In fact, these strategies have been part of any number of weight loss interventions that have been studied and again, there is not a single study where more than a tiny fraction of people succeed at significant long-term weight loss. Knowing that, using the NWCR as proof of efficacy is not ethical. (The author also attempts to use studies that show behavioral impact on “health behaviors” in ways that suggest that “health behaviors” and “weight loss” are synonymous. They are not.)
The article lists commonalities that have been found in people who are on the NWCR. Some are almost laughably vague (“live with intention,”) some are based on beliefs about “will power” that have been shown repeatedly to be false and to lead to stereotypes about fat people that contribute to weight stigma.
Most dangerously, several of the recommended behaviors are considered red flags for eating disorders and are behaviors that may trigger an eating disorder. That also brings into question how many members of the NWCR may actually dealing with eating disorders and, because they live in a fatphobic culture, being offered praise instead of treatment.
Setting aside the danger, from any sort of scientific standpoint these conclusions are invalid. That’s because the NWCR only collected data on the 10,000 “successes,” and didn’t collect any data on the around 1,169,990,000 people who failed. For example, one of the habits is “eat breakfast.” The author shares that “seventy-eight percent of NWCR members eat breakfast every day, while only 4% never eat breakfast”
In order to know if that matters, we have to know how many of the nearly 1.17 billion other people eat breakfast all or most of the time? We don’t know if the NWCR folks’ behaviors are actually different than the vast majority of people who failed at maintaining weight loss, so we don’t know if these behaviors had anything to do with the results that this tiny group self-reports that they experienced.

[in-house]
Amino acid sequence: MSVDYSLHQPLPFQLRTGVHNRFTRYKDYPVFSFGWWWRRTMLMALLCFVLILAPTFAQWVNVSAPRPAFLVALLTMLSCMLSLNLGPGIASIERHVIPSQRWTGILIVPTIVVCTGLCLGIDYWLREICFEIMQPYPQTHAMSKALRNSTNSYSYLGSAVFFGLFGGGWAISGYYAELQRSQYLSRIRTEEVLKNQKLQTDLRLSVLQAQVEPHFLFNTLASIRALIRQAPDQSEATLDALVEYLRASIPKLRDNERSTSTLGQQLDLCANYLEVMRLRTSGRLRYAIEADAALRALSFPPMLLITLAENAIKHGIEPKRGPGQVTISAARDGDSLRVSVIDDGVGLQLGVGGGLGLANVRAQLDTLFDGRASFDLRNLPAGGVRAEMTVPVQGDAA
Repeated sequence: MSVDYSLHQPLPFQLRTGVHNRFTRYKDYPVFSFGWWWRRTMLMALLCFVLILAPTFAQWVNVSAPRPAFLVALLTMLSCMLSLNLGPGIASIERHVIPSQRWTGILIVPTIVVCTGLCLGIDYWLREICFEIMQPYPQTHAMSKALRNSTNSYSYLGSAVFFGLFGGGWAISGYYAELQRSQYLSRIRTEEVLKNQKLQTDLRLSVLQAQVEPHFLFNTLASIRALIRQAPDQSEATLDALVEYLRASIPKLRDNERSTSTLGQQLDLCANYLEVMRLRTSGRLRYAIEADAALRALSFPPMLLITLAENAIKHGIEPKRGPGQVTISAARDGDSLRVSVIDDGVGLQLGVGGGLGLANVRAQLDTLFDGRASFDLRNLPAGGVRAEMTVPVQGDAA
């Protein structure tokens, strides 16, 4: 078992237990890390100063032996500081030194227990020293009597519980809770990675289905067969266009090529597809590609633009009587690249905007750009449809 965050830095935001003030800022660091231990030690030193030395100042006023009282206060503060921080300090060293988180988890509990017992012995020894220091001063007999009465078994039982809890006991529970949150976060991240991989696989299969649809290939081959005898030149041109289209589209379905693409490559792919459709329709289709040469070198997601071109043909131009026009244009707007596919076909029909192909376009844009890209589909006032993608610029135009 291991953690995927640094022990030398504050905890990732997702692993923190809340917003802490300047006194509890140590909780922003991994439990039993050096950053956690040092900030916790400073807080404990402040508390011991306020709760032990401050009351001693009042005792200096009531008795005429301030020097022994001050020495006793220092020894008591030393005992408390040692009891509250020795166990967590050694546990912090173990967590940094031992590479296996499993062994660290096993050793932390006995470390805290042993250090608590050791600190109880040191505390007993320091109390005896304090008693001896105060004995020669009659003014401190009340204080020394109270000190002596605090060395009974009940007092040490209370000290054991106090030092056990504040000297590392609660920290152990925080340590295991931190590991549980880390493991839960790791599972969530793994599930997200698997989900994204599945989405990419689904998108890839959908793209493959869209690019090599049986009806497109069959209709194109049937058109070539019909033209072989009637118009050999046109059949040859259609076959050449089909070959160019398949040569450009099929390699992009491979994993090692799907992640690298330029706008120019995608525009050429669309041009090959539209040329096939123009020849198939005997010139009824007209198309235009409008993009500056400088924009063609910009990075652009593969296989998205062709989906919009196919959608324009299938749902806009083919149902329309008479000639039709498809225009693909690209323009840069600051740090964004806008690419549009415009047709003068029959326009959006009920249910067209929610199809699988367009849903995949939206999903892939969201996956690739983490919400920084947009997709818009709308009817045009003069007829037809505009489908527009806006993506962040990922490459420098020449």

I’ll reiterate, there is no method of weight loss that has been shown to be successful at long-term significant weight loss in actual studies for more than a tiny fraction of people. What this article has done is to take a minuscule fraction of dieters and tried to find commonalities among them, then claimed that those findings are extrapolatable to the general population. That’s not even in the same neighborhood as solid science.
Think of it this way, there are a tiny fraction of people who survive skydiving accidents even though their parachute doesn’t open. Let’s say I interviewed them and found out that every single one wore a green shirt and ate oatmeal for breakfast. Would you support skydiving instructors telling their clients that parachute-less skydiving is achievable if they wear green, eat oatmeal and live with intention? If I opened “Ragen’s School Of Parachute-Less Skydiving” and offered a free green shirt and oatmeal breakfast with every jump, would you sign up?
Of course not. Commonalities among outliers tell us very little and and often lead to misleading conclusions when extrapolation is attempted. You can find commonalities in any group of 10,000 people. You can especially find commonalities in any group of 10,000 people who are hyper-focused on weight loss and who have likely been told that these habits will help them suppress their weight long-term. But, again, without knowing how many of the overwhelming majority of dieters who failed to maintain weight loss also participated in these habits, no conclusions can be drawn. It also doesn’t tell us if there are physiological differences among this tiny group that explain them not having the same experience as the vast majority of people.
The bottom line is that telling people that these behaviors make them more likely to manipulate their body size long term is deeply misguided at best, and lying (for profit) at worst. And considering that some of these behaviors are known to trigger eating disorders, we certainly should not be doling out this advice as fitness (or any other kind of) professionals.
In good news, we can recommend weight-neutral health and fitness paradigm and practices that offers the same (or more) upsides without the downsides. And we should.
Gallery: Debunked medical myths you shouldn’t believe (Cheapism)